During the civil war in Sierra Leone (1991-2002), the Revolutionary United Front (RUF) reduced civilians to slavery in order to mine diamonds in Kono district mines. Those diamonds were then sent to the former Liberian President Charles Taylor, in Monrovia, and sold on the international market.
Michel Desaedeleer, a Belgian and American citizen, is alleged to have participated, with Charles Taylor and Foday Sankoh, the founder of the RUF, in enslavement as a crime against humanity and in the looting of “blood diamonds” as a war crime, in Kono district, in the East of Sierra Leone, between 1999 and 2001. Indeed, it is alleged that this businessman was working with the rebels, who needed him to export the diamonds outside the country.
According to the report of the panel of experts appointed pursuant to the United Nations Security Council resolution 1306 (2000), Desaedeleer would have contacted the RUF rebels during the summer of 1999 for the first time, while he was in Togo. A few months later, a deal would have been signed with Foday Sankoh, allowing the two men to freely exploit the gold and diamonds mines of Sierra Leone, for a period of 10 years. A letter would prove that Desaedeleer would have appointed a certain “Charles” to export diamonds by plane, directly from Kono, without having to travel through Freetown, the capital. In October 1999, a deal would have been concluded between Desaedeleer’s compagny (BECA) and Sankoh who, at that time, was the President of the Commission for the Management of Strategic Mineral Resources.
This report also reveals that the RUF would have earned between $ 25’000’000 and $ 125’000’000 per month thanks to the illegal trade of diamonds. This amount would have permitted the group to buy weapons and combat equipment.
Desaedeleer is alleged to have participated, with the Former President of Liberia,Charles Taylor, and the Revolutionary United Front (RUF) rebels, led by Foday Sankoh, in enslavement as a crime against humanity and in the looting of “blood diamonds” as a war crime, in Kono District, in the East of Sierra Leone, between 1999 and 2001.
In January 2011, citizens of Sierra Leone who had been forced to work in the mines during the civil war filed a complaint in Brussels against Desaedeleer, who was then living in the United States. This complaint led the competent Belgian authorities to open an investigation that finally led to the issuing of a European Arrest Warrant targeting Desaedeleer. This complaint mostly relies on testimonies. Members of the RUF would have recognized that Desaedeleer was present during the looting of the mines.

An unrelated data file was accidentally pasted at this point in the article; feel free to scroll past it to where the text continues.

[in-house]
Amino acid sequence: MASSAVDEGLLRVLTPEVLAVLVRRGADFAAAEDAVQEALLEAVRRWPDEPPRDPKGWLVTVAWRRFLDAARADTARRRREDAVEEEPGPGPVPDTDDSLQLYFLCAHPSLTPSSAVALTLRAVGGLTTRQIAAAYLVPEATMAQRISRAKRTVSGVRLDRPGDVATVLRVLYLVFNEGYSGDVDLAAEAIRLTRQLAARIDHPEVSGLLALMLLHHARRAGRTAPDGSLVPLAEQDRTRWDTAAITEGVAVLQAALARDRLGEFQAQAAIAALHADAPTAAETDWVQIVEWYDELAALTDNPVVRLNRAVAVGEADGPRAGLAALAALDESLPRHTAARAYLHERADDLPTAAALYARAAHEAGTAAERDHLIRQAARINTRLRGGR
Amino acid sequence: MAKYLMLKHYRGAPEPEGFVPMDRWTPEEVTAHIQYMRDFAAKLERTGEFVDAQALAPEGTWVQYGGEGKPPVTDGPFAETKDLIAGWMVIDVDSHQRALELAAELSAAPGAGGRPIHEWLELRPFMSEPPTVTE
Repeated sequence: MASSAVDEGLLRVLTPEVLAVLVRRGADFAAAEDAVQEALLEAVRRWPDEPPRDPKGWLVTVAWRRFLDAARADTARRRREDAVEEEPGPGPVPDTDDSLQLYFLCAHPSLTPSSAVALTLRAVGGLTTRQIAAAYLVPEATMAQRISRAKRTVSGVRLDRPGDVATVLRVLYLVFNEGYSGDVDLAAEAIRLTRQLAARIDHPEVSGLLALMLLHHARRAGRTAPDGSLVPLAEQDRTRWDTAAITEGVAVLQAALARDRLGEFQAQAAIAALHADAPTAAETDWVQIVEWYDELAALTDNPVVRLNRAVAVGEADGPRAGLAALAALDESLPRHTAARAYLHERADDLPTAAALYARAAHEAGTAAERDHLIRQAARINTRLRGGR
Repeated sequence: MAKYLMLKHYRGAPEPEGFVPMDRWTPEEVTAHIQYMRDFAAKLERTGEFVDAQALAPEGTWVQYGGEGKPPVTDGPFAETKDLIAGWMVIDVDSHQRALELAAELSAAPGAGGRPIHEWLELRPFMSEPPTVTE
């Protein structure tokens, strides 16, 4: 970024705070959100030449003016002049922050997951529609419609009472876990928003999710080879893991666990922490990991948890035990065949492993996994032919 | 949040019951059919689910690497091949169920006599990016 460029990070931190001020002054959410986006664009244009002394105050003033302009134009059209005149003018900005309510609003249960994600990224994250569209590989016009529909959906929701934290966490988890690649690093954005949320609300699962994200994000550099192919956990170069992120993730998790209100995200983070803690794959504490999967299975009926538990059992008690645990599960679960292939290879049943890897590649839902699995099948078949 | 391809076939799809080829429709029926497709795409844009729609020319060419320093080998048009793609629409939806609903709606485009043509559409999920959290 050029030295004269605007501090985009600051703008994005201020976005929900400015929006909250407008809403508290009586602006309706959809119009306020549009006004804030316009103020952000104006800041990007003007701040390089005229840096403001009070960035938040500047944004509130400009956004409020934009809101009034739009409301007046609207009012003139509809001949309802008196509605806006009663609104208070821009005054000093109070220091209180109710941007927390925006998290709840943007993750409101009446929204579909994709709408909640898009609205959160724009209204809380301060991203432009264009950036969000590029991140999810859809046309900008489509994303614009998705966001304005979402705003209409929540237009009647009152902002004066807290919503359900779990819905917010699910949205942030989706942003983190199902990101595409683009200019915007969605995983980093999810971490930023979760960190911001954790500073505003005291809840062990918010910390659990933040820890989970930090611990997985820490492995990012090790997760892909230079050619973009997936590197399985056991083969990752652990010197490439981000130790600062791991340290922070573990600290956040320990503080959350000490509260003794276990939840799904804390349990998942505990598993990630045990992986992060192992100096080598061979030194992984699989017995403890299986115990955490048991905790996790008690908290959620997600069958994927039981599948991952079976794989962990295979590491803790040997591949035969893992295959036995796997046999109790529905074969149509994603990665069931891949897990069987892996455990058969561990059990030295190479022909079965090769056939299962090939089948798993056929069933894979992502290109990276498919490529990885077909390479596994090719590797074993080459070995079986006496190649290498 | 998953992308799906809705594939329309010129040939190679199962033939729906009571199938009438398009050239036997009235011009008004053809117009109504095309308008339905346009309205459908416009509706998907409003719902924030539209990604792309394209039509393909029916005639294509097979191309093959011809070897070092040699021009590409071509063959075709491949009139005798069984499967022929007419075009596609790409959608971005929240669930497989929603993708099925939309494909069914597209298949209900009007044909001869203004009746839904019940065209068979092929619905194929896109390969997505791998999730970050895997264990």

On 28 August 2015, Desaedeleer was arrested in Malaga in Spain, following the European Arrest Warrant issued against him by the Belgian authorities. On 8 September 2015, he was transferred to Belgium, where he was indicted of crime against humanity and war crime and placed in preventive custody.
This is the first time that a businessman was arrested for his alleged participation in international crimes of looting of blood diamonds and enslavement of civilians.
For about eleven years, between the 1991 and the 2002, Sierra Leone was torn apart by a civil war. The government forces – at different stages supported by Nigeria-led ECOMOG forces, Guinea and the United Kingdom – tried to resist continuous attempts of ‘coup d’état’ by some rebel groups, notably the Revolutionary United Front (RUF) and the Armed Forces Revolutionary Council (AFRC), supported by the National Patriotic Front of Liberia (NPFL). A high number of crimes were perpetrated in those years, including murders, mutilations, rapes, abductions and conscription of child soldiers.
Because of such devastation, on 2 June 2000, Sierra Leone’s President Ahmad Tejan Kabbah wrote a letter to United Nations Secretary General Kofi Annan. Kabbah asked the UN for cooperation in bringing to justice those responsible for the crimes perpetrated during the conflict.
A few months later, on 14 August 2000, the Security Council adopted Resolution 1315, mandating the Secretary-General to negotiate the creation of a special tribunal with the Sierra Leonean government. As a result, on 16 January 2002, the UN and Government of Sierra Leone signed the agreement creating the Special Court for Sierra Leone (SCSL).
THE SPECIAL COURT FOR SIERRA LEONE (SCSL)
The SCSL is a criminal tribunal sitting in Freetown, Sierra Leone. Its Appeals Chamber sit however in Leidschendam, near The Hague, in the Netherlands. Like in other “hybrid courts”, the judiciary is composed by both international and national judges. The same holds true for the staff of the other SCSL’s bodies.
The aim of the SCSL is ‘to prosecute persons who bear the greatest responsibility for serious violations of international humanitarian law and Sierra Leonean law committed in the territory of Sierra Leone since 30 November 1996, including those leaders who, in committing such crimes, have threatened the establishment of and implementation of the peace process in Sierra Leone’ (SCSL Statute, art. 1).
The Court therefore applies both international and domestic law, by prosecuting on the one hand crimes against humanity, violations of Article 3 common to the Geneva Conventions (1949) and of Additional Protocol II (1977), and other serious violations of international humanitarian law, and on the other hand Sierra Leonean crimes like arson and rape of girls.